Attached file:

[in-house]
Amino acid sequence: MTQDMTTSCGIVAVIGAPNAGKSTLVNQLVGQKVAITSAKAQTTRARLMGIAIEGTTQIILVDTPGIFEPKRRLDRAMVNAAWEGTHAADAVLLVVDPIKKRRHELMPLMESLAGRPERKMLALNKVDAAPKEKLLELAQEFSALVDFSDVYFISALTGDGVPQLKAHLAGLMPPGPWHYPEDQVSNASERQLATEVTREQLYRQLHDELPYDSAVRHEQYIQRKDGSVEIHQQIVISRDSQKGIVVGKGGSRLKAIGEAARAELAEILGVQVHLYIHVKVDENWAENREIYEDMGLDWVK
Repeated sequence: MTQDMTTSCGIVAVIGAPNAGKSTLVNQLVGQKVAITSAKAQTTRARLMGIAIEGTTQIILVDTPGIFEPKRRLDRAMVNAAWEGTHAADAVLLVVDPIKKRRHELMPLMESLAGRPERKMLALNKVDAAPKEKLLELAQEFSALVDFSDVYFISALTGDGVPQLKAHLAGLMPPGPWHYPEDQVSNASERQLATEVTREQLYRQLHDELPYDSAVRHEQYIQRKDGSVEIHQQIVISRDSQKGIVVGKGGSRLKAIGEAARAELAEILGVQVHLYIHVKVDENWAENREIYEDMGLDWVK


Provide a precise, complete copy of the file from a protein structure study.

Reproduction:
[in-house]
Amino acid sequence: MTQDMTTSCGIVAVIGAPNAGKSTLVNQLVGQKVAITSAKAQTTRARLMGIAIEGTTQIILVDTPGIFEPKRRLDRAMVNAAWEGTHAADAVLLVVDPIKKRRHELMPLMESLAGRPERKMLALNKVDAAPKEKLLELAQEFSALVDFSDVYFISALTGDGVPQLKAHLAGLMPPGPWHYPEDQVSNASERQLATEVTREQLYRQLHDELPYDSAVRHEQYIQRKDGSVEIHQQIVISRDSQKGIVVGKGGSRLKAIGEAARAELAEILGVQVHLYIHVKVDENWAENREIYEDMGLDWVK
Repeated sequence: MTQDMTTSCGIVAVIGAPNAGKSTLVNQLVGQKVAITSAKAQTTRARLMGIAIEGTTQIILVDTPGIFEPKRRLDRAMVNAAWEGTHAADAVLLVVDPIKKRRHELMPLMESLAGRPERKMLALNKVDAAPKEKLLELAQEFSALVDFSDVYFISALTGDGVPQLKAHLAGLMPPGPWHYPEDQVSNASERQLATEVTREQLYRQLHDELPYDSAVRHEQYIQRKDGSVEIHQQIVISRDSQKGIVVGKGGSRLKAIGEAARAELAEILGVQVHLYIHVKVDENWAENREIYEDMGLDWVK